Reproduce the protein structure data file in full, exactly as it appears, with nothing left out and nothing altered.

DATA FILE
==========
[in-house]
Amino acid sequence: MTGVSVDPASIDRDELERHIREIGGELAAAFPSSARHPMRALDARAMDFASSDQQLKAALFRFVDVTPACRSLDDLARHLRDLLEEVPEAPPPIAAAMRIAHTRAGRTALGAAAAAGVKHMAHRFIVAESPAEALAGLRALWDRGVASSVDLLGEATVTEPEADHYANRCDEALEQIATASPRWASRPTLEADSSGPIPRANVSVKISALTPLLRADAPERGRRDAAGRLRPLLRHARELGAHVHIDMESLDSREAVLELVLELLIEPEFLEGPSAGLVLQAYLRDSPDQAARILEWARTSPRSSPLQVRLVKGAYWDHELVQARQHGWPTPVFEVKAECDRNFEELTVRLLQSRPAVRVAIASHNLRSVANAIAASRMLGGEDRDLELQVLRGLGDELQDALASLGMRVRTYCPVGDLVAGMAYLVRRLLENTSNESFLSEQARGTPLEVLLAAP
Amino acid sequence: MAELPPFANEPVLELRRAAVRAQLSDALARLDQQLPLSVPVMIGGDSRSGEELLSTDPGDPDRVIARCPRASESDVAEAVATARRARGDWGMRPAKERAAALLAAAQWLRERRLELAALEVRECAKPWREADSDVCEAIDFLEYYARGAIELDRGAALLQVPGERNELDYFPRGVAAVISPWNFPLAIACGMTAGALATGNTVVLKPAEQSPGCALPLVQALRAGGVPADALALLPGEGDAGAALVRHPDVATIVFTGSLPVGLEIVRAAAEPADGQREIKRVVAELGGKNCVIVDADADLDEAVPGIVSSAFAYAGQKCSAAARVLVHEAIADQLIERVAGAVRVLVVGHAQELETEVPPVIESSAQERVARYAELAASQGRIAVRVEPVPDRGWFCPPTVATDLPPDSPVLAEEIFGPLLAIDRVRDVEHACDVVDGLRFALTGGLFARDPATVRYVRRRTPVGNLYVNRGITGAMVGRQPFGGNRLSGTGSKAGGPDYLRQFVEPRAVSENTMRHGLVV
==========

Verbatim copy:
[in-house]
Amino acid sequence: MTGVSVDPASIDRDELERHIREIGGELAAAFPSSARHPMRALDARAMDFASSDQQLKAALFRFVDVTPACRSLDDLARHLRDLLEEVPEAPPPIAAAMRIAHTRAGRTALGAAAAAGVKHMAHRFIVAESPAEALAGLRALWDRGVASSVDLLGEATVTEPEADHYANRCDEALEQIATASPRWASRPTLEADSSGPIPRANVSVKISALTPLLRADAPERGRRDAAGRLRPLLRHARELGAHVHIDMESLDSREAVLELVLELLIEPEFLEGPSAGLVLQAYLRDSPDQAARILEWARTSPRSSPLQVRLVKGAYWDHELVQARQHGWPTPVFEVKAECDRNFEELTVRLLQSRPAVRVAIASHNLRSVANAIAASRMLGGEDRDLELQVLRGLGDELQDALASLGMRVRTYCPVGDLVAGMAYLVRRLLENTSNESFLSEQARGTPLEVLLAAP
Amino acid sequence: MAELPPFANEPVLELRRAAVRAQLSDALARLDQQLPLSVPVMIGGDSRSGEELLSTDPGDPDRVIARCPRASESDVAEAVATARRARGDWGMRPAKERAAALLAAAQWLRERRLELAALEVRECAKPWREADSDVCEAIDFLEYYARGAIELDRGAALLQVPGERNELDYFPRGVAAVISPWNFPLAIACGMTAGALATGNTVVLKPAEQSPGCALPLVQALRAGGVPADALALLPGEGDAGAALVRHPDVATIVFTGSLPVGLEIVRAAAEPADGQREIKRVVAELGGKNCVIVDADADLDEAVPGIVSSAFAYAGQKCSAAARVLVHEAIADQLIERVAGAVRVLVVGHAQELETEVPPVIESSAQERVARYAELAASQGRIAVRVEPVPDRGWFCPPTVATDLPPDSPVLAEEIFGPLLAIDRVRDVEHACDVVDGLRFALTGGLFARDPATVRYVRRRTPVGNLYVNRGITGAMVGRQPFGGNRLSGTGSKAGGPDYLRQFVEPRAVSENTMRHGLVV